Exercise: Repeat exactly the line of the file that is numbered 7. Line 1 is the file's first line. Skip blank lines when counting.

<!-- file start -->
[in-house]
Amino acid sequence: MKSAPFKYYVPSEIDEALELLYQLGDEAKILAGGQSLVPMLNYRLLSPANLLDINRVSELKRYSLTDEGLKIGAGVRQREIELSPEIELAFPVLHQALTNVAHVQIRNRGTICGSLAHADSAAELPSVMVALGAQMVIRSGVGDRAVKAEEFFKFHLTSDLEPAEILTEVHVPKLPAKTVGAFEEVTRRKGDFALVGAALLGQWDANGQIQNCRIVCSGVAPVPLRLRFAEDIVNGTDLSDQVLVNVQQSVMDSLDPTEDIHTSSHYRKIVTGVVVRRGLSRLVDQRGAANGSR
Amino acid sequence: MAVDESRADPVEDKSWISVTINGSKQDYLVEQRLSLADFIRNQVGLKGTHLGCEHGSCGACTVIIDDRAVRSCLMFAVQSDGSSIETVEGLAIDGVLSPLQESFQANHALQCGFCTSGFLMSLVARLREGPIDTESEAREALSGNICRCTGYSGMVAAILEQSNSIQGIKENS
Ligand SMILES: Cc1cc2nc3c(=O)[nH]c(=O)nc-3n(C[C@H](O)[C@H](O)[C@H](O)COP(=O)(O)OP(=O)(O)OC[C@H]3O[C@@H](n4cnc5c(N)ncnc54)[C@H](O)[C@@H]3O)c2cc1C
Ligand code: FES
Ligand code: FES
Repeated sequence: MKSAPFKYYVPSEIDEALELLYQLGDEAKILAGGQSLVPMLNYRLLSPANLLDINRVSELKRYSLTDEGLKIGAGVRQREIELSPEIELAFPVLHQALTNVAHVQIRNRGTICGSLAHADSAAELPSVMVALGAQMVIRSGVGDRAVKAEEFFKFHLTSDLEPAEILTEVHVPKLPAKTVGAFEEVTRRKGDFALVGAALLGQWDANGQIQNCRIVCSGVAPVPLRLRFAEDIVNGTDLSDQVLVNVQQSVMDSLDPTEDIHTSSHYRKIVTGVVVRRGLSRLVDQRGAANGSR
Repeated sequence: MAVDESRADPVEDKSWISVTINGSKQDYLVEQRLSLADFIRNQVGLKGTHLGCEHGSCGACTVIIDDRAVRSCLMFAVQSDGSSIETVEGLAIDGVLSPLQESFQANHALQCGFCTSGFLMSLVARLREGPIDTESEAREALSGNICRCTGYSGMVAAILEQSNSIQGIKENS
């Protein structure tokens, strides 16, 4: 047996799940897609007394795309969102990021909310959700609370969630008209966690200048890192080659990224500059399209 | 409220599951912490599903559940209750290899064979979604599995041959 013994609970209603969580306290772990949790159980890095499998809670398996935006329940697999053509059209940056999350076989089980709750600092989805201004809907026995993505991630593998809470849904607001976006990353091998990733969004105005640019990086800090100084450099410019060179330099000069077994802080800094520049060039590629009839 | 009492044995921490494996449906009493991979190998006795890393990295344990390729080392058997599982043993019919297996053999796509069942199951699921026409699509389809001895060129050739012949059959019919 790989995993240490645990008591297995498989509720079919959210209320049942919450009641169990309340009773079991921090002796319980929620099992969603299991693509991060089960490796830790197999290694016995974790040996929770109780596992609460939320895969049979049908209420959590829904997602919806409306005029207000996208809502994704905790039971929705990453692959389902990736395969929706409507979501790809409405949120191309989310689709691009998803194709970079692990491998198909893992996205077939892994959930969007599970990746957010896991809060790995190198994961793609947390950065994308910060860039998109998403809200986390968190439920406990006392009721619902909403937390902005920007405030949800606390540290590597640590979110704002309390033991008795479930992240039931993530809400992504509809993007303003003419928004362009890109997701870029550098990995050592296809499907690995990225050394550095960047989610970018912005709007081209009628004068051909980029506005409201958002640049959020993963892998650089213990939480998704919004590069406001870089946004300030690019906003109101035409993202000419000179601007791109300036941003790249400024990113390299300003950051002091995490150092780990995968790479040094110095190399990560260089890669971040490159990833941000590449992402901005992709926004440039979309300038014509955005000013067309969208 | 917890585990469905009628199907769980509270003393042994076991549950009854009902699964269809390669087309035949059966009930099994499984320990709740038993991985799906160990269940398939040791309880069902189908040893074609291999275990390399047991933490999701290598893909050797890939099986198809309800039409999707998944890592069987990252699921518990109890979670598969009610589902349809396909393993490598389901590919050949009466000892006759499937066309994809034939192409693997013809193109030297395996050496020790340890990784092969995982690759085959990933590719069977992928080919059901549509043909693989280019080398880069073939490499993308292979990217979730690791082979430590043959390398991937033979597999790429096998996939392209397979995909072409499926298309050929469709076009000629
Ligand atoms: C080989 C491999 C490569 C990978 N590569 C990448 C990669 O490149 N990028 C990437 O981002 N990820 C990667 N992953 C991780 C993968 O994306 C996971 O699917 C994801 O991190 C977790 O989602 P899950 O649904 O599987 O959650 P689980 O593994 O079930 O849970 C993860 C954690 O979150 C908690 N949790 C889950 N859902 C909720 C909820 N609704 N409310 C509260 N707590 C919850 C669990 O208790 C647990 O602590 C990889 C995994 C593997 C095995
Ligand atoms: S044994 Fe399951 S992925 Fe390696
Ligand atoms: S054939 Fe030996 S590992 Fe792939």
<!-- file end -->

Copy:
Repeated sequence: MKSAPFKYYVPSEIDEALELLYQLGDEAKILAGGQSLVPMLNYRLLSPANLLDINRVSELKRYSLTDEGLKIGAGVRQREIELSPEIELAFPVLHQALTNVAHVQIRNRGTICGSLAHADSAAELPSVMVALGAQMVIRSGVGDRAVKAEEFFKFHLTSDLEPAEILTEVHVPKLPAKTVGAFEEVTRRKGDFALVGAALLGQWDANGQIQNCRIVCSGVAPVPLRLRFAEDIVNGTDLSDQVLVNVQQSVMDSLDPTEDIHTSSHYRKIVTGVVVRRGLSRLVDQRGAANGSR